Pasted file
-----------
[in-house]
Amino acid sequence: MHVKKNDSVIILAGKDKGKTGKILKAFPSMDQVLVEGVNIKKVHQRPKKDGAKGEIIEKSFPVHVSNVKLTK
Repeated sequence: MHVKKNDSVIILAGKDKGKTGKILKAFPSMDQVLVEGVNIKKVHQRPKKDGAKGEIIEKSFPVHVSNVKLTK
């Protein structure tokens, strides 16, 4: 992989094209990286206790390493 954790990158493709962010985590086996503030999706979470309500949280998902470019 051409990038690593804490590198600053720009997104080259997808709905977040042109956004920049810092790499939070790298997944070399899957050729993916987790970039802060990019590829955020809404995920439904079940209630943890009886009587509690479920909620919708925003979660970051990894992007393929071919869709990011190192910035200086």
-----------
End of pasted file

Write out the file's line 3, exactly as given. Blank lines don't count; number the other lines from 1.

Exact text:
Repeated sequence: MHVKKNDSVIILAGKDKGKTGKILKAFPSMDQVLVEGVNIKKVHQRPKKDGAKGEIIEKSFPVHVSNVKLTK